Veteran fundamental analyst and Head of Investment Research at BDSwiss Marshall Gittler shares his insights, views and projections on the possible impact of the German Elections on the EUR forex pairs and other markets.
All eyes on the German Elections
The German federal election will take place on Sep. 26th. This is the first such election in 16 years that won’t have Angela Merkel on the ballot. It will elect a new leader for Germany and in effect a new leader for the European Union. Will German policies change dramatically after 16 years under Merkel? As Germany is the pivotal economy in Europe, accounting for nearly 30% of Eurozone GDP, its future strongly influences the continent and the currency. In this piece, I’d like to explore the likely winner(s) of the election and what they might mean for Europe and the world at large.
There will be six political parties contesting the election. Germany’s electoral system makes it difficult for any one party to form a government on its own, meaning that coalition governments tend to be the rule. The key to predicting the election then is to predict which parties are likely to form a coalition.
Where do we stand?
The polls show the CDU/CSU well ahead, but with the Greens, rather than the SPD, in second place. As usual, no party is likely to be in a position to govern by itself. The focus, therefore, is on what parties might form a coalition and how they need to compromise in a coalition that might affect their policies.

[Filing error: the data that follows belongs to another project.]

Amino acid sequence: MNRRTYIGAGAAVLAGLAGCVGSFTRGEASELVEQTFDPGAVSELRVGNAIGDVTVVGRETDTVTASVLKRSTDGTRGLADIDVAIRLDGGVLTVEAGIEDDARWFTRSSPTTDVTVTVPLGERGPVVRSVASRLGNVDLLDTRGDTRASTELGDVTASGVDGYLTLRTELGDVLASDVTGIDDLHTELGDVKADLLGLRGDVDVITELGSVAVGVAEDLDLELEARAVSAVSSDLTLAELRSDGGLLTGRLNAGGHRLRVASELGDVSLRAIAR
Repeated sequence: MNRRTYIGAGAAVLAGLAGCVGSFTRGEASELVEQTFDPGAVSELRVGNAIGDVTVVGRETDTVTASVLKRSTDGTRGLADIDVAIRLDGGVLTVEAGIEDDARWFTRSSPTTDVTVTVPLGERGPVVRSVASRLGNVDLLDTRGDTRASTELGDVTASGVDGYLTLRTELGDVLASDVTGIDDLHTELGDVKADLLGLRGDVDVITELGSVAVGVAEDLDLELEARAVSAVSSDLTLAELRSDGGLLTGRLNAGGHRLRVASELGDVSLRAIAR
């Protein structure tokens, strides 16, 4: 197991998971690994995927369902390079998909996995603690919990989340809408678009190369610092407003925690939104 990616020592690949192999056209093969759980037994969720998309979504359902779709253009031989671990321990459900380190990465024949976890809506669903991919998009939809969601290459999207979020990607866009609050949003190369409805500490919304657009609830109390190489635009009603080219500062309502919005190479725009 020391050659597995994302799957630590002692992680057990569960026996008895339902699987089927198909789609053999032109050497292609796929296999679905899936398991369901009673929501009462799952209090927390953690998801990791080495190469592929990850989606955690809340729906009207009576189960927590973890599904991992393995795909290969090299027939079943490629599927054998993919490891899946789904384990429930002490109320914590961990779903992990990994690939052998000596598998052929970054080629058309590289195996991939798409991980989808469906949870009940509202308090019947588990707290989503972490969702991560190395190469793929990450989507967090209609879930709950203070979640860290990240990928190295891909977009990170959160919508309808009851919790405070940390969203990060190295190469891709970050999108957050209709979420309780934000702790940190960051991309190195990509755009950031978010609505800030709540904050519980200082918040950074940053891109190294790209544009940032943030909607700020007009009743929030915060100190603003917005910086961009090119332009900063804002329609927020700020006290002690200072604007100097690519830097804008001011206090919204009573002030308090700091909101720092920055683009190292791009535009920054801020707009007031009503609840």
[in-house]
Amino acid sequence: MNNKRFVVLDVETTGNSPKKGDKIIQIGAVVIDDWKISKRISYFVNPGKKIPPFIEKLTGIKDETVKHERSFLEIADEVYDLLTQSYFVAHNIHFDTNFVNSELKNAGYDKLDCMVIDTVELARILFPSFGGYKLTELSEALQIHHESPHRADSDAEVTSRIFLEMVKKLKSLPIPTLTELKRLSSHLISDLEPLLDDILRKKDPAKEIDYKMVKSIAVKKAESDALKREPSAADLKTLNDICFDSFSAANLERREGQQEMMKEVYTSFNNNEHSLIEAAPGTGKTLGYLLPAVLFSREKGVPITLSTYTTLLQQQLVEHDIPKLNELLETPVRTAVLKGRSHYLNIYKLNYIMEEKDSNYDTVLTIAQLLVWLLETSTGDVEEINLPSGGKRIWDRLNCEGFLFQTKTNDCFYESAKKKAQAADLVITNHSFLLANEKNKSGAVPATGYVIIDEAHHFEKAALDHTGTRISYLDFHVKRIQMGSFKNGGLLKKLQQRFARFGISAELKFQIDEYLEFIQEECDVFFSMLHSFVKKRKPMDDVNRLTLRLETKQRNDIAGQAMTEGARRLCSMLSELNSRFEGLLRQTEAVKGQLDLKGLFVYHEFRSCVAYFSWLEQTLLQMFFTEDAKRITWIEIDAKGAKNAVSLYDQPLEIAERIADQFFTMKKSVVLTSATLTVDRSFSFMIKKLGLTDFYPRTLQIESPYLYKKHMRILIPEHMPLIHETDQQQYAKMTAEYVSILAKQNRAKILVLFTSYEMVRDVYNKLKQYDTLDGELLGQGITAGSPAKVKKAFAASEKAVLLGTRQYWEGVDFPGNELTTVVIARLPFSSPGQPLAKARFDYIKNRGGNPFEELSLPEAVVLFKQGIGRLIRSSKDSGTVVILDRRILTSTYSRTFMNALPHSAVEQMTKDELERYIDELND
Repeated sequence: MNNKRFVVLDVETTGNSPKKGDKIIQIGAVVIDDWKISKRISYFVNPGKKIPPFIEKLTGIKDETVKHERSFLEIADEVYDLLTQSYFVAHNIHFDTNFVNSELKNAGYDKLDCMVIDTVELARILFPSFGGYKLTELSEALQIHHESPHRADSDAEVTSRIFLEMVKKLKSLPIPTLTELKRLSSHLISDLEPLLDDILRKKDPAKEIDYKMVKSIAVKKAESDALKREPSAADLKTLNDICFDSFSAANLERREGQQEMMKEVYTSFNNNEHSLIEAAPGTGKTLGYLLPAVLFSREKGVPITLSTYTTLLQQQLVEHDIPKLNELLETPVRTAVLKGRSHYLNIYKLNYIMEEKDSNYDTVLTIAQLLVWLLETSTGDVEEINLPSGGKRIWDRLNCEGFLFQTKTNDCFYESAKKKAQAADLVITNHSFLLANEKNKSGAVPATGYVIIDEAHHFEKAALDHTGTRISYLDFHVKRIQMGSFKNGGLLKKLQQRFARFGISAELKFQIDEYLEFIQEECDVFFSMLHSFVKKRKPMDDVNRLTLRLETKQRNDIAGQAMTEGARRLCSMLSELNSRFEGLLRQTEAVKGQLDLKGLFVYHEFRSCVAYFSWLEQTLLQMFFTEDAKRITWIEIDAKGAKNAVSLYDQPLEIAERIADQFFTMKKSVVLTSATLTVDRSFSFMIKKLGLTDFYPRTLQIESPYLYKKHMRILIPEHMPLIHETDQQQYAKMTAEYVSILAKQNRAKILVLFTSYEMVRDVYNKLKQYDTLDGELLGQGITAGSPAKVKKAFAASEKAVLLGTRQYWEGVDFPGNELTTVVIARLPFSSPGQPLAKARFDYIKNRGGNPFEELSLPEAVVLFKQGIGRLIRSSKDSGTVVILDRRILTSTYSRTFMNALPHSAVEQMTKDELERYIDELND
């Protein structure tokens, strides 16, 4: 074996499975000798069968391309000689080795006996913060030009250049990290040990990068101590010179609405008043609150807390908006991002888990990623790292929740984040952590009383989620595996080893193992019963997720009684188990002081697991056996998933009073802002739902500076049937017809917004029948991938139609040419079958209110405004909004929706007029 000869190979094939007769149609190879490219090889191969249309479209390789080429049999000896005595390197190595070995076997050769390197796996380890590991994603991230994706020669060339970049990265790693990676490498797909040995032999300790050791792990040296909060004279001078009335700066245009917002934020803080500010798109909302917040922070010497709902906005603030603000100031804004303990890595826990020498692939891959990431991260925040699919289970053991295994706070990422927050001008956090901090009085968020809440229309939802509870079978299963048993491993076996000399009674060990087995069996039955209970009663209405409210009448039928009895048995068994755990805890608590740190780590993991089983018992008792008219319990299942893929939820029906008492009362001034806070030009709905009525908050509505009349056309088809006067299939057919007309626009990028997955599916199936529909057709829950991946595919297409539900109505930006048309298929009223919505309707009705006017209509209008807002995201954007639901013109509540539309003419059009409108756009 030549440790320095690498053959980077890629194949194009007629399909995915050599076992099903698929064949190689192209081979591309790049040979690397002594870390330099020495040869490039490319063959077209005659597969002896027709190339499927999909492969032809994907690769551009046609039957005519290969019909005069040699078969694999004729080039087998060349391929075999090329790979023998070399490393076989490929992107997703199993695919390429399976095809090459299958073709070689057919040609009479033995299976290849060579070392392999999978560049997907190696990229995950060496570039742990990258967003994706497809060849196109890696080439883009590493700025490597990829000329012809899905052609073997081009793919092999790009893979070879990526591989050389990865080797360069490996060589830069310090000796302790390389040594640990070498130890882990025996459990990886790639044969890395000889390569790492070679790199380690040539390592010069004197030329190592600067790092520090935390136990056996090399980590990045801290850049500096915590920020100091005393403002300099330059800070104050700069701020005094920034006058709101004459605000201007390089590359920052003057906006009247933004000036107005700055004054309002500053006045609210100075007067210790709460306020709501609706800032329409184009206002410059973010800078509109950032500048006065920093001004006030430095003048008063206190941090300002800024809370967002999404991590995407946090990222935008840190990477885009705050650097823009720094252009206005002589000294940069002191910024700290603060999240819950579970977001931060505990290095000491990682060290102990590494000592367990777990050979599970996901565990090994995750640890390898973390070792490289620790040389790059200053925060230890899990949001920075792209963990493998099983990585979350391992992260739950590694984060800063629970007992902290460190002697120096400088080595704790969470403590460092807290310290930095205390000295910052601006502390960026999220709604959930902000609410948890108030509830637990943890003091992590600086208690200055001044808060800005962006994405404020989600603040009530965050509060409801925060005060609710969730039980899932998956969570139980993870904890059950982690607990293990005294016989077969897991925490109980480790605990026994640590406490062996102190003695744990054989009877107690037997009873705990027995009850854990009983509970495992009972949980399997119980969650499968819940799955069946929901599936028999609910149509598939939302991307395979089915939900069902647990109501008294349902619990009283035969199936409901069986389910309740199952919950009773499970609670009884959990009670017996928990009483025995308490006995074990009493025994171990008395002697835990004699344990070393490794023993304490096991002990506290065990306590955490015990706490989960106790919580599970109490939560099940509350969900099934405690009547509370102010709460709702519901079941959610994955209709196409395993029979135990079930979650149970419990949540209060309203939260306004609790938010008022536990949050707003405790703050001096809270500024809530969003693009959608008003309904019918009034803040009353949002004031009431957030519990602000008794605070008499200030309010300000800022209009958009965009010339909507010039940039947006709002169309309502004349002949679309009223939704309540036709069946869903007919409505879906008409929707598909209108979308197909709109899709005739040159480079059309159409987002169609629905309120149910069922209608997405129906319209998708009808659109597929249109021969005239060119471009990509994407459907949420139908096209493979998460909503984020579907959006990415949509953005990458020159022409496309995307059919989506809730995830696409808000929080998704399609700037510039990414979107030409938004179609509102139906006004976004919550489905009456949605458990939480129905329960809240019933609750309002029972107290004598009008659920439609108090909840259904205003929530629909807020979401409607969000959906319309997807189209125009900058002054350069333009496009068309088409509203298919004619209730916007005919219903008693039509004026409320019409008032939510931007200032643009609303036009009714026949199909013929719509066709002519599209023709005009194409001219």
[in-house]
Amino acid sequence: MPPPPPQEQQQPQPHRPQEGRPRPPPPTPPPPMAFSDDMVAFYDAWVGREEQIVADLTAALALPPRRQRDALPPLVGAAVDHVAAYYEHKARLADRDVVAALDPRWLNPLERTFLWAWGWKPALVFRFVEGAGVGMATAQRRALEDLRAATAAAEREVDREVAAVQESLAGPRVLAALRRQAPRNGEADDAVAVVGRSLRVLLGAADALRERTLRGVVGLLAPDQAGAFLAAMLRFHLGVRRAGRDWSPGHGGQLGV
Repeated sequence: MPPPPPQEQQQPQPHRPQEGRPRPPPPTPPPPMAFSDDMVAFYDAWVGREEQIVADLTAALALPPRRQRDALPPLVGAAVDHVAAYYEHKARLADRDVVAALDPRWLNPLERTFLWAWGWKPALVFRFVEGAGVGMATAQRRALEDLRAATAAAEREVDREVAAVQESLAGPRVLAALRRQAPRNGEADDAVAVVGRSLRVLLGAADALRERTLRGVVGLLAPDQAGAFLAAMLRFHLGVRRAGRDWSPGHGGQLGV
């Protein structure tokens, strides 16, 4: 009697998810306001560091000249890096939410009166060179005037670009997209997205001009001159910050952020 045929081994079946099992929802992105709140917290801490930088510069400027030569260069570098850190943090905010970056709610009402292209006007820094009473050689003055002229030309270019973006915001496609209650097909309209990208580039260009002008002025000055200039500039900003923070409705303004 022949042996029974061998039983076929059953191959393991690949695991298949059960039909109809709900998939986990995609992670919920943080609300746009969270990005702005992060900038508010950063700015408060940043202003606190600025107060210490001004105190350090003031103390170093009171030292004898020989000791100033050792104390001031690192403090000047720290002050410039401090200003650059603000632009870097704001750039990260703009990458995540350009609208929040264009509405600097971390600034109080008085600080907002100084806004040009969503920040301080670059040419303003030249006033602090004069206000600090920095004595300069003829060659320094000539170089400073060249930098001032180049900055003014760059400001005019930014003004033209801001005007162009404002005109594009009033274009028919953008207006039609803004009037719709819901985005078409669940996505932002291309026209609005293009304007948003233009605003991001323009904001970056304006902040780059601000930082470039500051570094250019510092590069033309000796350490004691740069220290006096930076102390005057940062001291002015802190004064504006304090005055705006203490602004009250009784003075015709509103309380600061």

The possible coalition combinations are often referred to by the pattern that their colours would make.
Currently, the only two-party coalition possible seems to be the CDU/CSU and the Greens (the so-called “black/green” coalition). This is the most likely outcome of the election at the moment. These two parties have similar views on infrastructure investment, social policies, and climate change, although the Greens are more aggressive on the latter issue.
However, they have serious differences in fiscal and EU policy. The CDU/CSU doesn’t want any tax hikes and wants to keep the debt brake and balanced budget target, while it rejects the idea of an EU debt union and wants to keep the Stability and Growth Pact (SGP) rules limiting countries’ budget deficits. The Greens on the other hand want a wealth tax, higher taxes for the top income earners, want to make the debt break more flexible, and support a common EU fiscal policy and reform of the SGP. This is one of the main areas of difference that’s important to the euro.
Bundestag elections are held around the same time in September. If we look at how EUR/USD behaved from the beginning of August until mid-November, we see that in general EUR/USD has risen (i.e. EUR has strengthened) going into the election, then weakened immediately after. This probably reflects a typical “buy the rumour, sell the fact” reaction: investors buying EUR in anticipation that Merkel will win, then taking profits after she does.
At the moment, US fiscal policy is making a bigger contribution to growth there than EU fiscal policy is, but in coming years as the US winds down its extraordinary policies and the EU’s NGEU fund continues to disburse funds, the EU’s fiscal contraction should be less acute than the US’. That may be one-factor supporting EUR/USD. If however, Germany goes back to ploughing the furrow of Teutonic rectitude, EU growth could slow and EUR/USD move still lower.
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